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2017 Chevrolet Corvette Grand Sport


WHAT WE LIKE: The Grand Sport’s everyday usability and the glorious power of its LT1 V-8 continue to impress. Driving it back to back with far pricier choices in the high-performance sports-car realm reveals that the chassis in General Motors’ marquee sports car delivers better isolation while maintaining a lustworthy suppleness in its steering and handling. Cameras on the nose of the Vette give us an idea of when we’re about to connect with a curb during low-speed and parking maneuvers, but it requires that we actually use them, which is easier said than done, necessitating a tap or two on the center touchscreen. Nearly every logbook comment mentions drivers’ preferences for the base seats in this car, so you can safely conclude that we like them more than the optional Competition seats.

WHAT WE DON’T LIKE: Both the rearward and forward cameras display a hilariously low-resolution image in our 2017 model, the lack of crispness making it difficult to discern the edge of a hard object. Chevrolet claims to have upped the pixel count for ’18. Also, one astute reader pointed out that when we chided this car for not quite making the same grip as other Grand Sports, we were comparing a car with its tires inflated to 35 psi (this one) to others with tires set to 30 psi. So, we don’t like it when we (meaning this author) make boneheaded comparisons. It turns out this car’s rocker panel was repaired at a dealership before we took possession and the tire placard on the door jamb was replaced with an inaccurate one, resulting in our overfilling of the tires. All Grand Sports’ tires should indeed be inflated to 30 psi.

WHAT WENT WRONG: Nothing went wrong that was the Grand Sport’s fault. After two and a half months in the fleet, our blue Vette developed a moderate vibration at speed. We pulled the wheels and attempted to rebalance them, only to learn that all four wheels were bent. Michigan roads having taken their toll, we paid a wheel-repair specialist $480 to straighten three wheels. The left-rear wheel was cracked and a replacement 12-by-20-inch wheel ran $619 at the dealer; feeling lazy, we also spent $20 to have the dealer swap the 25-series, run-flat tire because not having to muscle tires that big off and on a wheel is worth every bit of a couple of sawbucks.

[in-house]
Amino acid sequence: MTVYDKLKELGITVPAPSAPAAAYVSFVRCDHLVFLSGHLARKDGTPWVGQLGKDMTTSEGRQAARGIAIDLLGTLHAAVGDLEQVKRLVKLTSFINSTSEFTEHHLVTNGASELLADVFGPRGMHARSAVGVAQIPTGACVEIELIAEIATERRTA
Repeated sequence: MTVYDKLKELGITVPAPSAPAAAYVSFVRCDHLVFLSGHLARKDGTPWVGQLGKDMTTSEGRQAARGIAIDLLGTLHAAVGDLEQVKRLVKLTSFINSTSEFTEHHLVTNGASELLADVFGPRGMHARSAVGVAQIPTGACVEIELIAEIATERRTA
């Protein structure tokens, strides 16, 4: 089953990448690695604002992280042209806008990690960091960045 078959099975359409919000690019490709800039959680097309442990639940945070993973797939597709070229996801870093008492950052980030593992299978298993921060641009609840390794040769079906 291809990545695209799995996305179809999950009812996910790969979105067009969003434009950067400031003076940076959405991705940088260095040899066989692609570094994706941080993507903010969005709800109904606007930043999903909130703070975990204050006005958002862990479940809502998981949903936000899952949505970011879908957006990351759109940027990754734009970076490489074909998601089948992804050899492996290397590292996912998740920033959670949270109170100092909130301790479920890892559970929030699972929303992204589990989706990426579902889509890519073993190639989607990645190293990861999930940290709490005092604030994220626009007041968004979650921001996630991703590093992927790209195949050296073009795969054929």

WHERE WE WENT: Aside from the Vette’s pilgrimage to its birthplace of Bowling Green, Kentucky, for the solar eclipse in August, it hasn’t left the state of Michigan. We’re not quite sure why; it’s well known that the 15-cubic-foot cargo hold offers plenty of practicality as far as sports cars go. Unfortunately for the Grand Sport, it likely will stay near home through most of the winter. We recently acquired a set of Michelin Pilot Alpin PA4s in the OE size ($1515 for four) to keep the car safely on the road in snow and ice. The one unfortunate aspect of this is that the PA4s are not run-flats. Taking a road trip without provisions for a flat tire is the kind of gamble few of us enjoy considering, so we don’t expect to be stretching the car’s legs much before spring.

Months in Fleet: 5 months Current Mileage: 10,883 miles
Average Fuel Economy: 19 mpg Fuel Tank Size: 18.5 gal Fuel Range: 350 miles
Service: $0 Normal Wear: $0 Repair: $0 Damage and Destruction: $1119

Specifications >

VEHICLE TYPE: front-engine, rear-wheel-drive, 2-passenger, 2-door targa

PRICE AS TESTED: $72,695 (base price: $66,445)

ENGINE TYPE: pushrod 16-valve V-8, aluminum block and heads, direct fuel injection

Displacement: 376 cu in, 6162 cc
Power: 460 hp @ 6000 rpm
Torque: 465 lb-ft @ 4600 rpm

TRANSMISSION: 7-speed manual

Wheelbase: 106.7 in
Length: 177.9 in
Width: 77.4 in Height: 48.6 in
Passenger volume: 52 cu ft
Cargo volume: 15 cu ft
Curb weight: 3483 lb

Zero to 60 mph: 3.9 sec
Zero to 100 mph: 9.0 sec
Zero to 130 mph: 15.5 sec
Zero to 150 mph: 22.9 sec
Rolling start, 5–60 mph: 4.6 sec
Top gear, 30–50 mph: 12.6 sec
Top gear, 50–70 mph: 11.7 sec
Standing ¼-mile: 12.3 sec @ 116 mph
Top speed (drag limited, C/D est): 175 mph
Braking, 70–0 mph: 139 ft
Roadholding, 300-ft-dia skidpad: 1.11 g

EPA combined/city/highway: 19/16/25 mpg
C/D observed: 19 mpg
Unscheduled oil additions: 0 qt

3 years/36,000 miles bumper to bumper;
5 years/60,000 miles powertrain;
3 years/36,000 miles corrosion protection;
5 years/60,000 miles roadside assistance;
2 years/24,000 miles scheduled maintenance (max of two visits)